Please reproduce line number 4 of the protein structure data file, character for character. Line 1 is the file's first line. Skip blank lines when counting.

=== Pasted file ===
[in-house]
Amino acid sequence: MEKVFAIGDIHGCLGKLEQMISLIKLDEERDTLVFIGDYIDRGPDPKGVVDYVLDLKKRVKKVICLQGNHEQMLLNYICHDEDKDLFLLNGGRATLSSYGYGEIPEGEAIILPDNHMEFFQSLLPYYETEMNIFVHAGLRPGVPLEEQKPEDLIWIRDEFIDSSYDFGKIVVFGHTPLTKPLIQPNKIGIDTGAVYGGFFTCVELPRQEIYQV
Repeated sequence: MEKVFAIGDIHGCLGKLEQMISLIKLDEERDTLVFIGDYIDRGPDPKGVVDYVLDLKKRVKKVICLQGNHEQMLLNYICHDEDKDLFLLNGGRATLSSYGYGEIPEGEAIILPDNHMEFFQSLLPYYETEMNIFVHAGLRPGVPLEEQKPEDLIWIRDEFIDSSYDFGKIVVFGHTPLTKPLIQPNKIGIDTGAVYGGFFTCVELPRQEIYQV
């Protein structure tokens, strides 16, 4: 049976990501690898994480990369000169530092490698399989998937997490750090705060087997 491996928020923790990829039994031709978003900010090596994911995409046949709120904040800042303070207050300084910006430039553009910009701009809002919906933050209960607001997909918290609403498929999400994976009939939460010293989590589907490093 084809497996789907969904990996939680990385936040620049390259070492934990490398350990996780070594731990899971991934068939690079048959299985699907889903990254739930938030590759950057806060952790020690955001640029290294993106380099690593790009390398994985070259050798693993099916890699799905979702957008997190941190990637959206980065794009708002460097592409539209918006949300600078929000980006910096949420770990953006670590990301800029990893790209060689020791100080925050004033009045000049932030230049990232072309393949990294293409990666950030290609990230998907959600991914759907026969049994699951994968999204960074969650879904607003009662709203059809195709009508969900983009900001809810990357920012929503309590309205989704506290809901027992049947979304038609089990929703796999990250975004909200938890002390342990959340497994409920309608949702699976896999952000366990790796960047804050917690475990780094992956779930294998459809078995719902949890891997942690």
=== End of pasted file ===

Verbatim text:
């Protein structure tokens, strides 16, 4: 049976990501690898994480990369000169530092490698399989998937997490750090705060087997 491996928020923790990829039994031709978003900010090596994911995409046949709120904040800042303070207050300084910006430039553009910009701009809002919906933050209960607001997909918290609403498929999400994976009939939460010293989590589907490093 084809497996789907969904990996939680990385936040620049390259070492934990490398350990996780070594731990899971991934068939690079048959299985699907889903990254739930938030590759950057806060952790020690955001640029290294993106380099690593790009390398994985070259050798693993099916890699799905979702957008997190941190990637959206980065794009708002460097592409539209918006949300600078929000980006910096949420770990953006670590990301800029990893790209060689020791100080925050004033009045000049932030230049990232072309393949990294293409990666950030290609990230998907959600991914759907026969049994699951994968999204960074969650879904607003009662709203059809195709009508969900983009900001809810990357920012929503309590309205989704506290809901027992049947979304038609089990929703796999990250975004909200938890002390342990959340497994409920309608949702699976896999952000366990790796960047804050917690475990780094992956779930294998459809078995719902949890891997942690």